The National Center On Family Homelessness reports that 1 in 45 kids, or 1.6 million, are homeless in America. These kids are more likely to suffer from gastrointestinal problems, ear infections, asthma, have high rates of obesity, respiratory infections, and experience three times the behavioral problems of children who are not homeless.
According to the Homeless Children’s Education Fund, located in the Pittsburgh region, McKinney-Vento Homeless Assistance Act has defined homelessness among children as:
Individuals who lack a fixed, regular, and adequate nighttime residence [and] specifically:
• children and youths who are sharing the housing of other persons due to loss of housing, economic hardship, or a similar reason; are living in motels, hotels, trailer parks, or camping grounds due to the lack of alternative accommodations; are living in emergency or transitional shelters; are abandoned in hospitals; or are awaiting foster care placement
• children and youths who have a primary nighttime residence that is a public or private place not designed for or ordinarily used as a regular sleeping accommodation for human beings
• children and youths who are living in cars, parks, public spaces, abandoned buildings, substandard housing, bus or train stations, or similar settings
• migratory children who are living in circumstances described above
As a result of homelessness and “house-hopping,” kids miss the most important aspect of education which is consistency. Frequent moving interrupts educational consistency and developing relationships. Many kids experience grief, loss, and depression.
Awareness within families dealing with severe or untreated mental illness is important. Sadly, parents are often ashamed and too hopeless to reach out to others for help. It is important that we reach for them instead.
Here is a list of things families, caregivers, and friends can do to help:
- Have a discussion: Although quite difficult in severe circumstances, it may be useful to have a discussion about homelessness and the future. Whatever the case, conversation can lead to better options.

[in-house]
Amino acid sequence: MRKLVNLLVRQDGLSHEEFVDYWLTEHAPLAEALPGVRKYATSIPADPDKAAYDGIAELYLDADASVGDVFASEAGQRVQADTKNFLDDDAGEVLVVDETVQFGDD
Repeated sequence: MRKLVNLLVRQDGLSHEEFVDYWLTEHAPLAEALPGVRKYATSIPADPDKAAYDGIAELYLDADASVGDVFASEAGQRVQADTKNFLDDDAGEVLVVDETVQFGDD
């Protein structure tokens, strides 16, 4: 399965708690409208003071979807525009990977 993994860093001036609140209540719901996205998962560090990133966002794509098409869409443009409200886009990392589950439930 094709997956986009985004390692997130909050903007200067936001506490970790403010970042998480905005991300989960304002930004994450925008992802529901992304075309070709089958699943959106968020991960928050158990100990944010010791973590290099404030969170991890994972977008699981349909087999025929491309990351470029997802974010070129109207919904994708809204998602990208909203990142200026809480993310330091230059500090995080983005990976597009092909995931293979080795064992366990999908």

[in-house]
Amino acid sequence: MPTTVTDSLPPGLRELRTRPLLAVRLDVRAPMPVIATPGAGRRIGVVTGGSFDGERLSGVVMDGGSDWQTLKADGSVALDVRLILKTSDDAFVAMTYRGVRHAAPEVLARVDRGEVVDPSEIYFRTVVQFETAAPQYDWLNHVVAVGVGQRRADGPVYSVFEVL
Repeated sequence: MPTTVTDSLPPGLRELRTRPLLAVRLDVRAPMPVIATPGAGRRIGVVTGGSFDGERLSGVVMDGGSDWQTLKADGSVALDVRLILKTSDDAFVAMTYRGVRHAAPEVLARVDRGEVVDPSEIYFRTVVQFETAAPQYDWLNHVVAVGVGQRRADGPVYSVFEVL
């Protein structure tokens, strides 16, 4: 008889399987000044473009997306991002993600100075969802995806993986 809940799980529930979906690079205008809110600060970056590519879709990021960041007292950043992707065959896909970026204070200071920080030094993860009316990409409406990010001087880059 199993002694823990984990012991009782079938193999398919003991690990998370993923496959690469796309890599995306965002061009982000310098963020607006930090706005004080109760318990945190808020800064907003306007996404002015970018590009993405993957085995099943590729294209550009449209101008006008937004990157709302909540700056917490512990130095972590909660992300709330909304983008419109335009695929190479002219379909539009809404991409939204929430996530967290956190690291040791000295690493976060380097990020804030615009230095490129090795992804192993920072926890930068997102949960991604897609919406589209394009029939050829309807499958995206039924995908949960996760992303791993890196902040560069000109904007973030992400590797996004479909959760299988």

- Offer your support and resources: Offer to provide a roof until the individual can do better. If this is not an option, offer to help that person find help and tap into sources you know can help.
- Learn about homelessness: Becoming more familiar with the challenges of homeless can help you intervene appropriately. You can also advocate for the proper care of your loved one when you are better informed.
- Try food assistance programs: Having food is not simply about eating, but providing the body and mind with the nutrition needed to tackle obstacles. Children need food to perform in school and face challenges.
- Apply, Apply, Apply: Apply for government benefits to help. Pennsylvania Department of Public Welfare can be a very stressful system. But keep in mind that you may only need them temporarily.
- Try HUD: U.S. Department of Housing and Urban Development offers resources for individuals experiencing homelessness. Housing assistance, housing counseling, food banks, supplemental income/food stamps, and government medical benefits can all be helpful for your loved one.
We have a national problem that deserves much more attention. Sometimes it feels as if there is no way to help the homeless or mentally ill. We can make changes, but we have to educate ourselves and become motivated by the facts.
Click here for a national directory of homeless shelters and social services
• Read the complete fact list of needs and issues characteristic of homeless families
• Read more about the mentally ill and their use of libraries as shelter
• To teach youngsters about the affects of poverty, check into Just Neighbors
All the best
Homeless Children Education’s Fund. (n.d.). The “go-to” place for facts, figures, agencies, and useful websites. Retrieved February 26, 2013, from http://www.homelessfund.org/resources.html.
National Alliance to End Homelessness. (2013). Issues. Retrieved February 10, 2013, from http://www.endhomelessness.org/pages/issues.
Treatment Advocacy Center. (2011). Homelessness: One of the consequences of failing to treat individuals with severe mental illness-backgrounder. Retrieved February 26, 2013, from http://www.treatmentadvocacycenter.org/index.php?option=com_content&task=view&id=1379&Itemid=217.